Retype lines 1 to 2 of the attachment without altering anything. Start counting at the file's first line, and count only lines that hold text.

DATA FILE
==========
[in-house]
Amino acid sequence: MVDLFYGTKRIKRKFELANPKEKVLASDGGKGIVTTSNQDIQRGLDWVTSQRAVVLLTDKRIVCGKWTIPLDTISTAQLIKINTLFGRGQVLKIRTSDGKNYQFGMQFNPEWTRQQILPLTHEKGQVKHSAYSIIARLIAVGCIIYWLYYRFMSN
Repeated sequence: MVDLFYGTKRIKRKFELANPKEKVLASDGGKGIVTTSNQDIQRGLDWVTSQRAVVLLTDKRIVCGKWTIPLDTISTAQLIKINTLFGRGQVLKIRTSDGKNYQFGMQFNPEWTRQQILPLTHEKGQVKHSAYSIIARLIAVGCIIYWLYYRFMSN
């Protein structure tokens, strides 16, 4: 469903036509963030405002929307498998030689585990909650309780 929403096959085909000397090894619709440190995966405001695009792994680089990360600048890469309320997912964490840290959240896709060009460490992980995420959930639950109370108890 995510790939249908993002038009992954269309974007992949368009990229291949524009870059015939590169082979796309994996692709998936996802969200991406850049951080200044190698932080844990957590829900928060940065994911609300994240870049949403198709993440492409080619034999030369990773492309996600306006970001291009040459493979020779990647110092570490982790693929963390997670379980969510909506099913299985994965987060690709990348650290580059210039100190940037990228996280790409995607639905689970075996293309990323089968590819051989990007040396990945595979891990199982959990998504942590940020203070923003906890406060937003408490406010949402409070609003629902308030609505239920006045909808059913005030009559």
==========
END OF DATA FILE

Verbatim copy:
[in-house]
Amino acid sequence: MVDLFYGTKRIKRKFELANPKEKVLASDGGKGIVTTSNQDIQRGLDWVTSQRAVVLLTDKRIVCGKWTIPLDTISTAQLIKINTLFGRGQVLKIRTSDGKNYQFGMQFNPEWTRQQILPLTHEKGQVKHSAYSIIARLIAVGCIIYWLYYRFMSN